Be honest: you’ve picked a book by its cover. Said cover may have been bright, pretty, scary or fun. Want a new way to choose a book by its cover? Let your search begin at Pinterest. Pinterest.com is a website that allows users to “pin” their favorite images to a virtual pinboard. Users can pin pictures of anything they want and, luckily, some users take photos of their favorite book covers. These users have pinboard titles or captions such as “must read,” or “books worth reading,” making the books easier for you to find.
Once you’re on Pinterest, you can use the search box at the top-right side of the page to find whatever you’re interested in. Pinterest covers topics besides books, so it’s best to narrow down your search with good keywords. A simple search for “books” returns pictures with books in them, crafts using repurposed books, and book covers. However, if you narrow the search to “book covers,” you can find great books like Emma, Post Secret, and I Like You.
Okay, maybe Pinterest is not what you’d normally think of as a book recommender, but it can be a fun way to use it. After you’ve found a great book, you can search the library’s catalog to request it. You can also use it to find cool things on our webpage. If Pinterest piques your interest in crafts, for example, a simple search will lead you to our upcoming bookmaking craft event.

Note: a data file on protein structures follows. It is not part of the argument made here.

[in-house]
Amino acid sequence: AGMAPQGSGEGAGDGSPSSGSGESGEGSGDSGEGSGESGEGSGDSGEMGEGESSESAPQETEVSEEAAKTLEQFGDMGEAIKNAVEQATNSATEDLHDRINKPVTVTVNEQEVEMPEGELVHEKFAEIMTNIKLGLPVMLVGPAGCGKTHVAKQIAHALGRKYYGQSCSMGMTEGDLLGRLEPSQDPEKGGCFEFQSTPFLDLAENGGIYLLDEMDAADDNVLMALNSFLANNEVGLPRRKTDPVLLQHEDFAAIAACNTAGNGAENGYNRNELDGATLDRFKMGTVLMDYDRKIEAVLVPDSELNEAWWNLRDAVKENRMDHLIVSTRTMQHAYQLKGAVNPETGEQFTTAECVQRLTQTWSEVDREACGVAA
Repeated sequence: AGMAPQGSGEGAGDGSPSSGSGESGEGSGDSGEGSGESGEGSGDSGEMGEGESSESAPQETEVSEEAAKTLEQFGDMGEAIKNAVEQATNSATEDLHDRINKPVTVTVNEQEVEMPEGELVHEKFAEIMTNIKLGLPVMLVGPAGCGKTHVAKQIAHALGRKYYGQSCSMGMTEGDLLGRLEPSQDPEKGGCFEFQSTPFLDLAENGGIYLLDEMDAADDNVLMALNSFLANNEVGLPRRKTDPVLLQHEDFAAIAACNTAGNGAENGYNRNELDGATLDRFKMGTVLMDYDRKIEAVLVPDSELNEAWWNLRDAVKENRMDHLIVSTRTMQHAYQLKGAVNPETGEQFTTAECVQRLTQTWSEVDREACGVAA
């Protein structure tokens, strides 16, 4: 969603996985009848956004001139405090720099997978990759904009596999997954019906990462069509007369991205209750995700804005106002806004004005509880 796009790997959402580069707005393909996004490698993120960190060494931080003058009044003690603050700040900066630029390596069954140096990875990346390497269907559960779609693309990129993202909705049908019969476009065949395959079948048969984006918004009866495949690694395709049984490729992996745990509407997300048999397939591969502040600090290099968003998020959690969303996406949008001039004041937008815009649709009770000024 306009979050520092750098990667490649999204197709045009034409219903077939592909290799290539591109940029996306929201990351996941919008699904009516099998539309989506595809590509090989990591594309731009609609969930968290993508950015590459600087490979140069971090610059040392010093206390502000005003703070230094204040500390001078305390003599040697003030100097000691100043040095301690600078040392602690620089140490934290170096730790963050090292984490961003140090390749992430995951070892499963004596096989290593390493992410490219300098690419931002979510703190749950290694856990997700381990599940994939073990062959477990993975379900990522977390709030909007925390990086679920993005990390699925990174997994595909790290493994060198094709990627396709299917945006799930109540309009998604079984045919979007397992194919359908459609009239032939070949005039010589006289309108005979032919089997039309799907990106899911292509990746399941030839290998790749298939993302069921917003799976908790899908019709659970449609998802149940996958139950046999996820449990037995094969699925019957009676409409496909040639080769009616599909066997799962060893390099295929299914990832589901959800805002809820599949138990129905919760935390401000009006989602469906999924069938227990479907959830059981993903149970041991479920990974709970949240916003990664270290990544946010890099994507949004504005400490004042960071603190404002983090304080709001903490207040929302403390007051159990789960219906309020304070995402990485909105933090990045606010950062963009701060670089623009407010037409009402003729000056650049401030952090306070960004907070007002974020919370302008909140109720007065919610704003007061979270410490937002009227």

Is it truly possible to judge a book by its cover? I recently came to the realization, while browsing my own home library, that I may be a book cover snob. Superficial as I know this sounds, I simply can’t get into a book that comes in a lousy package. So many wonderful books lie unread on my shelves because they 1) feature the dreaded movie tie-in cover 2) feature some lame picture of a model-posing-as-the-main-character (always cheap and disappointing, no matter how good the book is), or 3) feature a cover that is just plain lazy or uninspired . Conversely, I can be inspired to pick up a book I may not normally read, simply because the cover is intriguing. (Note: the cover at the beginning of this post fits in its own special category of so visually awful that it’s wonderful—a category reserved for truly unique bad cover art.)
So what, then, makes for good book cover design? Generally speaking, a good cover is nice to look at, and probably incredibly hard to design. It should catch the reader’s eye, and convey the idea behind the book in on one simple, abbreviated glance—but it shouldn’t give any of the book’s secrets away, or provide overly concrete visual information. (This is why I hate photographs of real people on book covers—it does not allow the reader to imagine what the character looks like, and distracts from the overall reading process.) An ideal book cover should be unique and interesting, and appropriate for the overall mood of the story contained inside—and if it’s pretty and shiny, all the better!
Some nifty new and replacement fiction covers that recently came into the First Floor Department:
For more inspiring cover reads check out The Book Cover Archive.
PS – What are some of your favorite books covers?